Summit County discusses impact of short-term rental with local industry group

Short term rental properties in the Village of Copper Mountain Resort are pictured Friday, August 13, 2021. These units are within the county’s “resort zone” which means there is no limit to how much they can be rented.
Ashley Low / For Daily Summit News

How should Summit County handle the growth in short-term rentals? That’s the million-dollar question county government officials and the four cities have been asking for about a year and a half as the industry continues to grow.

Over the past year, the county has implemented two moratoriums on specific short-term rentals — the most recent of which took effect in late May regarding rentals in neighborhood areas — as it continues to work out how slow license growth.

As it is, there is a local group advocating for the positive impact that short-term rentals have on the community. Called Summit Alliance of Vacation Rental Managers, the group worked with the county last fall on the county’s new pilot program that converted vacation rentals into long-term housing for residents.

Most recently, the group returned to meet with the county at a Summit Board of County Commissioners business meeting on Tuesday, July 19. The group’s executive director, Julie Koster, told commissioners she wanted the alliance to be seen as a “resource” as it continues to deal with the impacts of short-term rentals.

Koster kicked off the presentation by reporting data that shows the magnitude of the industry’s impact on the local economy. She also noted that all members of the alliance were trying to help with the county’s housing shortage.

“Peace of mind comes from everyone trying. They are trying to do something,” she said. “Some of our members have actually bought houses in order to provide this housing, … while others have provided rent subsidy to their employees to help offset the costs.”

During the presentation, Koster acknowledged that the local real estate market is hot and has been for some time, but noted that Summit County is not the only community experiencing this trend.

In early May, county commissioners were surprised to learn that some of the measures they put in place last year to curb the growth of short-term rentals had not had the effect they wanted. According to previous reports from Summit Daily News, in the second half of 2020, approximately 29% of sales resulted in a license. In the second half of 2021, this conversation rate increased to 39%.

During his presentation, Koster showed data that could explain why average home prices continue to rise. The data she presented was collected from the Summit Association of Realtors.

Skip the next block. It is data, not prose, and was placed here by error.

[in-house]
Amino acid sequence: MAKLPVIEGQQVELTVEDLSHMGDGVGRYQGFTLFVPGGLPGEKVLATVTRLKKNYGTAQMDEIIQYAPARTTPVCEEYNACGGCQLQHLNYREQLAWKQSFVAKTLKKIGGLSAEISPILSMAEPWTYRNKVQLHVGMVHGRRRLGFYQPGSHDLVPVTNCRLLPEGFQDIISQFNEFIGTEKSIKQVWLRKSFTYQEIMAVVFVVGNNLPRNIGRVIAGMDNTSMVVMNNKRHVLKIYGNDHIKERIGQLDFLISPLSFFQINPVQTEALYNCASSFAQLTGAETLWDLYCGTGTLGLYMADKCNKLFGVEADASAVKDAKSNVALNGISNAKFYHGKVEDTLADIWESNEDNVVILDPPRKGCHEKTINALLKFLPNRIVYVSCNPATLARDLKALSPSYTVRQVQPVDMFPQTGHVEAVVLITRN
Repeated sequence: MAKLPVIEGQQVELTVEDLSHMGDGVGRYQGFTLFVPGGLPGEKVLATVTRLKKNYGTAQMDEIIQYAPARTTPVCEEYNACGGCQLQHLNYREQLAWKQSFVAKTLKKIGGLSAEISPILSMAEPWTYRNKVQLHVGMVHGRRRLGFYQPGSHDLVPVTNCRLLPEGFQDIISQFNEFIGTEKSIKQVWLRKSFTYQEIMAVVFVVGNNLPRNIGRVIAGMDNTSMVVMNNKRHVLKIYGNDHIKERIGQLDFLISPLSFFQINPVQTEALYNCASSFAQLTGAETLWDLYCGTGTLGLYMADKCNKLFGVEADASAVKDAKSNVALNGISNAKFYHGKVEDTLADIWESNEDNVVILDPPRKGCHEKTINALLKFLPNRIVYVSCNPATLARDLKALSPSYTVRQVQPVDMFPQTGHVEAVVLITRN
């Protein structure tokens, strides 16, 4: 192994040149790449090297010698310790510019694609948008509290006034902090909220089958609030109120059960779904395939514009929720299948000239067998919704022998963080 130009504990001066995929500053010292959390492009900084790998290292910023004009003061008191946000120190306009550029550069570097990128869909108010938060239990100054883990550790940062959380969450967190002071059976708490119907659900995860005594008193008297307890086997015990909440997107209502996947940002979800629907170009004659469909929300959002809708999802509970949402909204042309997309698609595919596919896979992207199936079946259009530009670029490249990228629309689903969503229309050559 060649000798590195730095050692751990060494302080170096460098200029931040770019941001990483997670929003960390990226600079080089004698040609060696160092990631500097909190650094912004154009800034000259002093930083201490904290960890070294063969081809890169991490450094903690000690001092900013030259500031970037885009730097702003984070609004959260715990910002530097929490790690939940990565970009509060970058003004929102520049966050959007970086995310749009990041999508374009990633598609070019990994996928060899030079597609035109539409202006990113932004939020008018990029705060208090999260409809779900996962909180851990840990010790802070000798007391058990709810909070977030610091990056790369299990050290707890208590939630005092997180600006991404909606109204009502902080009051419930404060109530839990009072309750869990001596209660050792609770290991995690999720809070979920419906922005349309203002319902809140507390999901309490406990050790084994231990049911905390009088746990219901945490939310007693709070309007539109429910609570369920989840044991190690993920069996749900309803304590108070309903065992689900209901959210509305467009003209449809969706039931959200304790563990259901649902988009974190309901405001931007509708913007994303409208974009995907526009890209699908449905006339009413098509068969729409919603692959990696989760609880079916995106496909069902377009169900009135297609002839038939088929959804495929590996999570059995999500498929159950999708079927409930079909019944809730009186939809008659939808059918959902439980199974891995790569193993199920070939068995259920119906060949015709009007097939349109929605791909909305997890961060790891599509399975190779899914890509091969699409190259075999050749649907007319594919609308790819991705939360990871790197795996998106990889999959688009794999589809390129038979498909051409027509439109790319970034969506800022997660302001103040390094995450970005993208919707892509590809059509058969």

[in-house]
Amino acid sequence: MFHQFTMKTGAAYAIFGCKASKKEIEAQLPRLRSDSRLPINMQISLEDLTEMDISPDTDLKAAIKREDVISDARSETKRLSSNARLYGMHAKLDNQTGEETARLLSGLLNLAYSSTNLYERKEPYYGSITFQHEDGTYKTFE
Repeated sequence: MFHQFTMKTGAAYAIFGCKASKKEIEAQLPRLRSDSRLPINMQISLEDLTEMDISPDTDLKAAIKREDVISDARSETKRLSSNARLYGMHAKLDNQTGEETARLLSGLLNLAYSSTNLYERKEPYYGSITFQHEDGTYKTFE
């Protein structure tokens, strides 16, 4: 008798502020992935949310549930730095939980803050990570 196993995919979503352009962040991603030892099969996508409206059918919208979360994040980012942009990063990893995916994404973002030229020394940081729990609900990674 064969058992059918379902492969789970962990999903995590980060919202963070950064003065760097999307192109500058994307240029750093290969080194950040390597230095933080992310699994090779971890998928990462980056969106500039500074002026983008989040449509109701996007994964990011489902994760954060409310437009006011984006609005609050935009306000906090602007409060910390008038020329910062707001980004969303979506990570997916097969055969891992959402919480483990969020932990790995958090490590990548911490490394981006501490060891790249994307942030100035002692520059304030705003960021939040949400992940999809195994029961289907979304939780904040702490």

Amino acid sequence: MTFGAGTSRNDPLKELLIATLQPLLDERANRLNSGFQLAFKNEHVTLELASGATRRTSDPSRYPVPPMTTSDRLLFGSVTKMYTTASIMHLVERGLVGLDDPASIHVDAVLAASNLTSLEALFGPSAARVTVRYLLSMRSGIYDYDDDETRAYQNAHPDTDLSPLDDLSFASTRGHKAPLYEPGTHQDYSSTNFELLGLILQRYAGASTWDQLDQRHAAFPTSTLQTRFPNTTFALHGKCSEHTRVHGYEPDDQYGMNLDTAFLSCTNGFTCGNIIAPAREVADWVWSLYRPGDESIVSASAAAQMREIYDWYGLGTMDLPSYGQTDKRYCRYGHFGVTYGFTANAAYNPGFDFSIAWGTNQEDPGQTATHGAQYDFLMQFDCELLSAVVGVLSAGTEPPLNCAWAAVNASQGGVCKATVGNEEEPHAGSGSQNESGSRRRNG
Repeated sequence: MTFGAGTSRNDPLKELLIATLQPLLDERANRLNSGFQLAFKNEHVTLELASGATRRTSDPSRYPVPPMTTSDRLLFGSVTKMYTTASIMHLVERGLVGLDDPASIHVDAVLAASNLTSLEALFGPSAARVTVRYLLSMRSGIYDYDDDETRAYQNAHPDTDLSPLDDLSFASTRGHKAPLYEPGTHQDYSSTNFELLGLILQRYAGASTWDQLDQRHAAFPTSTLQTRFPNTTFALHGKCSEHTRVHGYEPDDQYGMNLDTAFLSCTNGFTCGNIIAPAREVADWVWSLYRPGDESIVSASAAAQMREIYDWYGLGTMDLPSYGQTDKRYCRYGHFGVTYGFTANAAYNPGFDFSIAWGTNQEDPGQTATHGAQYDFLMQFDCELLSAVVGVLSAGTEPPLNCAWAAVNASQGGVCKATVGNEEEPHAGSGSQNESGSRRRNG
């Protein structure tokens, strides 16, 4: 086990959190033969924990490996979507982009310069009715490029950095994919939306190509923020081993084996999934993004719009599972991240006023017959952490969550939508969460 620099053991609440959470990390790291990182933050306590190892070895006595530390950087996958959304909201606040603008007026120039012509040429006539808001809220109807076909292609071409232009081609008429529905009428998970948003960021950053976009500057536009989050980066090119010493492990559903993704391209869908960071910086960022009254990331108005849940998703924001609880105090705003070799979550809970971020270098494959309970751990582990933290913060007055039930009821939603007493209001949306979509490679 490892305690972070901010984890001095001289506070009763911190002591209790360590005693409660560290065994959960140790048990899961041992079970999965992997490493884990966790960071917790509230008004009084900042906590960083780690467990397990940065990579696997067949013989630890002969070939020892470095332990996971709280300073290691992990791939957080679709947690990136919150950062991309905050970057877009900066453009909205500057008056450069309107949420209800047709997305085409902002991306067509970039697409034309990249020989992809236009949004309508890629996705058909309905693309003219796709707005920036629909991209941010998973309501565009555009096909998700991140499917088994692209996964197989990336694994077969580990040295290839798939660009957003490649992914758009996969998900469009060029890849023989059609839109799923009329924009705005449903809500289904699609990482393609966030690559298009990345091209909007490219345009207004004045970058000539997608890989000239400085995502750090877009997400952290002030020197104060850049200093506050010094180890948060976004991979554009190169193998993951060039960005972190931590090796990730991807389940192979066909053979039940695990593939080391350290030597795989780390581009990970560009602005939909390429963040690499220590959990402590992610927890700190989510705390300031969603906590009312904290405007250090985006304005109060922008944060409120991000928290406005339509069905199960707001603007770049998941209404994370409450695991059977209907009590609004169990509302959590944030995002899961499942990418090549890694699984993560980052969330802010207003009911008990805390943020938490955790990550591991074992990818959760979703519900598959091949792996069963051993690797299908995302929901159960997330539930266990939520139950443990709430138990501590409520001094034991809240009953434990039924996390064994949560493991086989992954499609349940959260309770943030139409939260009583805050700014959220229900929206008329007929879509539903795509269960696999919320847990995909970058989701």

“What we found is that the difference really isn’t that big,” Koster said of the impact of short-term rentals on the real estate market. “That ends up being a 3.9% increase in value for properties that have a vacation rental license, so it’s really, really small – just 4%. The most important elements that have an impact are location and size. »

Koster’s presentation ended with some recommendations. One was for the county to provide more opportunities for public input as it drafts new short-term rental regulations.

The county is currently doing just that. He has scheduled a total of four open houses for the public to weigh in on vacation rental issues, two of which will take place next week. One will be from 5:30-7:00 p.m. Tuesday, July 26 at the Summit County Courthouse in the Summit Board of County Commissioners Meeting Room, 208 E. Lincoln Ave. in Breckenridge, and the other will take place from 5:30 p.m. -7 p.m. Wednesday, July 27, at Dillon Town Hall in the council chambers at 275 Lake Dillon Drive in Dillon.

Koster also suggested the alliance could help the county generate funds for workforce housing.

“We saw that last year there were 1.4 million nights booked in Summit County, and that’s across all cities and all of that,” Koster said. “It’s been a lot of nights. If we were to charge a dollar per reservation from each of these tenants and then put it into this fund for the county to build housing, that would have a huge impact.

Summit County Commissioner Elisabeth Lawrence said she’s supportive of the idea, but it’s not just money that makes it difficult to build more affordable housing. Lawrence cited the problems with securing water and sewage for the Lake Hill labor project as a prime example. The City of Frisco does not have enough water rights to meet the demand for the proposed workforce housing project, according to a study by Hendrix Wai Engineering Inc.

In general, all alliance members have agreed that they would like to help the county find a solution, and they plan to stay involved in the public process as the county comes up with new measures.

“It’s an economic equation that we all have to solve, and it’s not easy,” said Toby Babich, owner of Breckenridge Resort Managers and board member of the Summit Alliance of Vacation Rental Managers.

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